When Snakes Had Legs

Before my mother birthed me in a hospital in Queens,
I lay thin as the eucharist inside her, my skin

frogged night that would soon emerge. Long ago
snakes had hind legs, large jugal bones that let them

open wide mouths. Before my mother held me,
I peered through watery depths, defined my world

as kick, as swallow, as inexact flesh. No one knows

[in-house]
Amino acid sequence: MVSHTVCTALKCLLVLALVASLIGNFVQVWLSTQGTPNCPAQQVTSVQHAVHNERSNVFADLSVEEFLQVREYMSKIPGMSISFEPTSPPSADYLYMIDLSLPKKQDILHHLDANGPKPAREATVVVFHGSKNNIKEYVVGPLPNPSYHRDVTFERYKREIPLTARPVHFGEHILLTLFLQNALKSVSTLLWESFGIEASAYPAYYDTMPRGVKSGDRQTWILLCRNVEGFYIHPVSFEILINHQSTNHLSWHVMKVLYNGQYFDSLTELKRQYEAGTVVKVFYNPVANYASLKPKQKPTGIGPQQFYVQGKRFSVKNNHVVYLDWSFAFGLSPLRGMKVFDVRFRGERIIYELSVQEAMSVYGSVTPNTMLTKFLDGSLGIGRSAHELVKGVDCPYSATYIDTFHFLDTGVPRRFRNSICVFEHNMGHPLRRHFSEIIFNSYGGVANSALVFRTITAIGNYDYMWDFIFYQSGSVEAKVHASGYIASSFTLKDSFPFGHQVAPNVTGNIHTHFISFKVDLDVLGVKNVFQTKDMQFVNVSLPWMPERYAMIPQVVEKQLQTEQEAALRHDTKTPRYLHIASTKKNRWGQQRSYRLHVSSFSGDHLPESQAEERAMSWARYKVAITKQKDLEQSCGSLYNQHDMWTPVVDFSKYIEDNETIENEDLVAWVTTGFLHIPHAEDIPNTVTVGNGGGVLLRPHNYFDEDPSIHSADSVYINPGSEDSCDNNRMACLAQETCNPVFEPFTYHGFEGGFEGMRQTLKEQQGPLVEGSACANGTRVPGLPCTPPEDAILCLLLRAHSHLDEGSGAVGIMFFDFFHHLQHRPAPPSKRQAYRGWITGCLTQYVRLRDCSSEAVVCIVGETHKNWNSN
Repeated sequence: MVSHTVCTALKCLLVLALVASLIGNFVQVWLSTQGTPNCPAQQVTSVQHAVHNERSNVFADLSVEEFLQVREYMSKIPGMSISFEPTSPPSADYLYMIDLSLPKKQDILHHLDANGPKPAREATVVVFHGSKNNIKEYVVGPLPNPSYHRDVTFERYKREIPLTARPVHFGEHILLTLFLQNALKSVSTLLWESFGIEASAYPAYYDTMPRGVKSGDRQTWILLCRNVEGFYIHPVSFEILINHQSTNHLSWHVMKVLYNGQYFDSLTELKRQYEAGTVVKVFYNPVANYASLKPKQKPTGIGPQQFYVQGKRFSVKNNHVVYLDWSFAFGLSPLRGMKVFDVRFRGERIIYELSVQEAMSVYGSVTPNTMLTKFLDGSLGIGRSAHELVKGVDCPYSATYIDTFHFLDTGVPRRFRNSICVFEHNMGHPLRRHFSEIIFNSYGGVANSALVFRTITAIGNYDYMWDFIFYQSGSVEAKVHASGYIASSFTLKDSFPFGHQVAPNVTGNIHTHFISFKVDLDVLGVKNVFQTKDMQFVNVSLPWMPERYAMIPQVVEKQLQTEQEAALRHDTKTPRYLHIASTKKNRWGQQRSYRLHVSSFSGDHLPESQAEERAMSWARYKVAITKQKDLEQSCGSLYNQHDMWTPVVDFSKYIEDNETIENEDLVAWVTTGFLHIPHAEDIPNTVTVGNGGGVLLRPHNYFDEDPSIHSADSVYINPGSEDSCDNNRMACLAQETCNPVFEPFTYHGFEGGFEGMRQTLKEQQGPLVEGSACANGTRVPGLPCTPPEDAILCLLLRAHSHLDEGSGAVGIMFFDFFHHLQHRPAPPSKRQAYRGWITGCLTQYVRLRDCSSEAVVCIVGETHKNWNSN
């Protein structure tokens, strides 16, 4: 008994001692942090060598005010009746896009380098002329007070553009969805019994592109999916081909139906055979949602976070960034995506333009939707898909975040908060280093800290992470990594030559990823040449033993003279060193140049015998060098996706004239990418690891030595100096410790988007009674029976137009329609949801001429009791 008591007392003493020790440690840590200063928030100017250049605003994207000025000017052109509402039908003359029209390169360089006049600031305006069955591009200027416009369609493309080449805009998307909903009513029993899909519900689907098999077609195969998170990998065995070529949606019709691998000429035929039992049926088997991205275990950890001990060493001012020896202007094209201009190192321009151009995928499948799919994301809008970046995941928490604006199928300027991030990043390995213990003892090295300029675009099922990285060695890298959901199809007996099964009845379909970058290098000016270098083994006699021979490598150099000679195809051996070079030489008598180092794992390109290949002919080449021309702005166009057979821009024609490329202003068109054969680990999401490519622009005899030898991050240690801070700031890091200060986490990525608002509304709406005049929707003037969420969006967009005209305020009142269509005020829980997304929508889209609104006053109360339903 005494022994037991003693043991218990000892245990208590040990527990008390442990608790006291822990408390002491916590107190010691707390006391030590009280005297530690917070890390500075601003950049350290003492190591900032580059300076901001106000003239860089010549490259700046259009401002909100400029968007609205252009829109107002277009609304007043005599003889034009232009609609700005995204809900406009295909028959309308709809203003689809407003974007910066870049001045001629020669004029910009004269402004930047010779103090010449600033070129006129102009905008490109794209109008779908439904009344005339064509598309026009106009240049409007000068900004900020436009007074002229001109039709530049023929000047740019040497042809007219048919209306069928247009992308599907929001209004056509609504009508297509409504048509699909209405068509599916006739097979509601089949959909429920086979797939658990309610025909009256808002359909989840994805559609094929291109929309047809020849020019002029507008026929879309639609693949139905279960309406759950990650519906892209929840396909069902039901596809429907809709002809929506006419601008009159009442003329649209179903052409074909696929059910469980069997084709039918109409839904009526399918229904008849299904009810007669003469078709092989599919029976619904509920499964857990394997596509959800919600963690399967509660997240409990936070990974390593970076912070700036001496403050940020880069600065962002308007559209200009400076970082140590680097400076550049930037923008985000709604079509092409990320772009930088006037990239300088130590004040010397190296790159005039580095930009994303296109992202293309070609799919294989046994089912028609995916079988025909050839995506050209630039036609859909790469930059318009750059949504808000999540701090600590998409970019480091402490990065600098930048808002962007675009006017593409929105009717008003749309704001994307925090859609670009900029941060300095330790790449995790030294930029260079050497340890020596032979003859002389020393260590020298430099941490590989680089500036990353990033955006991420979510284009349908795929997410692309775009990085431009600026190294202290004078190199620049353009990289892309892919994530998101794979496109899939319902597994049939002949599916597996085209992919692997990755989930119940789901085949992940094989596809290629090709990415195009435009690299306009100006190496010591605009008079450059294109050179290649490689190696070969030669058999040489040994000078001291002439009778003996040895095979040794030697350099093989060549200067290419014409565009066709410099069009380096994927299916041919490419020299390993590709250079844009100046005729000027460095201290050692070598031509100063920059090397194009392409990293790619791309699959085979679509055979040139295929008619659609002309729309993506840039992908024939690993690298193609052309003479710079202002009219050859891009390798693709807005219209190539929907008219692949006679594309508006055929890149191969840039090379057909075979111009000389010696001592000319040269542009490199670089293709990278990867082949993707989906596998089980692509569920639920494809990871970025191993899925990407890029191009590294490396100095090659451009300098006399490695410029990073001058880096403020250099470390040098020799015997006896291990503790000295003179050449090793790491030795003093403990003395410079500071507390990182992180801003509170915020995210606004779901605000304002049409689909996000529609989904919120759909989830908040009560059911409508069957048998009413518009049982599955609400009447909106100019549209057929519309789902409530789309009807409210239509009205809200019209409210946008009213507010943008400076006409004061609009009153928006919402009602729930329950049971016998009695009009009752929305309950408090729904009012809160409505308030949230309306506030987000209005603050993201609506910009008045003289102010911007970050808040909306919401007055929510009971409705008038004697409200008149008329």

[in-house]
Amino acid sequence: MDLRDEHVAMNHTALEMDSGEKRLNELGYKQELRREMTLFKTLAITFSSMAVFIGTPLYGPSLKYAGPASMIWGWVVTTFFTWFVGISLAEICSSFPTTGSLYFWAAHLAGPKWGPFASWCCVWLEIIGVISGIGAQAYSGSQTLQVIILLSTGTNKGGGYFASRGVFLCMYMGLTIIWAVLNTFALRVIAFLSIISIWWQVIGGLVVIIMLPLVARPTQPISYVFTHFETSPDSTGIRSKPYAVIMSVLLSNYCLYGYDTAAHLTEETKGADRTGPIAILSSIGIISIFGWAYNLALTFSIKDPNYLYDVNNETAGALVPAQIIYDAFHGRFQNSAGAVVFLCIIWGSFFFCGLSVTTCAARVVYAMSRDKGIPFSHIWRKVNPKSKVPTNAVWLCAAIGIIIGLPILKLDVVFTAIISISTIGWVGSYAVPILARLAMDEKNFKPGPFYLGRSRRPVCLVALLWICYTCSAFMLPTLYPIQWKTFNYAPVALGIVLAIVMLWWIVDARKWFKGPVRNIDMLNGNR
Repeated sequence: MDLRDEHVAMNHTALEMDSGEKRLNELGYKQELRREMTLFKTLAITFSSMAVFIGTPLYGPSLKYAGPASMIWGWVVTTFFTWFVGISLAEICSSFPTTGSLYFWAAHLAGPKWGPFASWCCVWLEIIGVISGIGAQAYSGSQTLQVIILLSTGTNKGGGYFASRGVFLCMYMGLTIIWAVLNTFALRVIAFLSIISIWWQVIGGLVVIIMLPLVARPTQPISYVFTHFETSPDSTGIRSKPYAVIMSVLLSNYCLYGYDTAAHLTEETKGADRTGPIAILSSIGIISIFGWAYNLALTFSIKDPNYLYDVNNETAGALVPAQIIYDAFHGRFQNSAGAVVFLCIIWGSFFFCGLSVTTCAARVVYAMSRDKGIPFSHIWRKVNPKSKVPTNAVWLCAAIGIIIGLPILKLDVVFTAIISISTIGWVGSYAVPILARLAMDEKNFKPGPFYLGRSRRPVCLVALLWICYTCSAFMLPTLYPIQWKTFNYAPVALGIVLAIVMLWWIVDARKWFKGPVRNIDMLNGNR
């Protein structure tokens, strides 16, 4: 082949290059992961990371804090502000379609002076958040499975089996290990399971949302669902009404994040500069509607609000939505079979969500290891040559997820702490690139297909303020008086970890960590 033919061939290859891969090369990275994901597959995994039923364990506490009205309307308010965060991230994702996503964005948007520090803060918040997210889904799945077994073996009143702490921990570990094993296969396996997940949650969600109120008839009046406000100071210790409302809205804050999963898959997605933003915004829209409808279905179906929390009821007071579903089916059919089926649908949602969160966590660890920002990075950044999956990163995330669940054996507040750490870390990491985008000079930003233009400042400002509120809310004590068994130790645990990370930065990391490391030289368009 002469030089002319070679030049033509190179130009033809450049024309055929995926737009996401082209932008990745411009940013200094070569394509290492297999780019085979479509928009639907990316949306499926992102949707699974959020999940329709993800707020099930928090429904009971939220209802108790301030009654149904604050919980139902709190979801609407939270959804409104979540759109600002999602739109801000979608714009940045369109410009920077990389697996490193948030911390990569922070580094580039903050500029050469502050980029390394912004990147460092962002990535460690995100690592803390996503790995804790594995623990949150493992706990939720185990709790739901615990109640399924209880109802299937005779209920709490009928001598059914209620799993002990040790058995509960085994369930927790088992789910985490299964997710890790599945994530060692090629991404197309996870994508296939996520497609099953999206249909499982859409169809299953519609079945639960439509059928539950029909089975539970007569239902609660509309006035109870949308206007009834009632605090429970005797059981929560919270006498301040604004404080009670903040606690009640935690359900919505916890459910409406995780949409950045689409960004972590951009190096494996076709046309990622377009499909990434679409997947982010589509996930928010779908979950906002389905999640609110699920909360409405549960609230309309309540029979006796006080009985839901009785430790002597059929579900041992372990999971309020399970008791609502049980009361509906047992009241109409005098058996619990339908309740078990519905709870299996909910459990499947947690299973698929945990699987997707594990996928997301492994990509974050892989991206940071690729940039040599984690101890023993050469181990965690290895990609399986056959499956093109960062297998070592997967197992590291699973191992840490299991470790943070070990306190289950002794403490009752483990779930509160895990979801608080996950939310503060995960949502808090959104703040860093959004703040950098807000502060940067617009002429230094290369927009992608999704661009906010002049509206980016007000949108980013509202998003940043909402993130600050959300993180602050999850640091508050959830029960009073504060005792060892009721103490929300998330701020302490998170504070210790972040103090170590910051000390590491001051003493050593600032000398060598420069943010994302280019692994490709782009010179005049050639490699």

why the serpent lost his legs. It’s a mystery

like bats that greasepaint night sky, erupt
from caves to track what we can’t see. Before

my mother cradled me in the parrot-green room,
in the crank-up bed, I lived in the cellar of her body,

watched my fists like small spiders lift to my mouth.
Once snakes had hind legs. In Argentina, their bodies lie

preserved, slim, but not yet limbless. They must have
moved with chests rammed against earth, rows

of bones flexing over the hard deal of ground, gliding
ever closer to what the world became.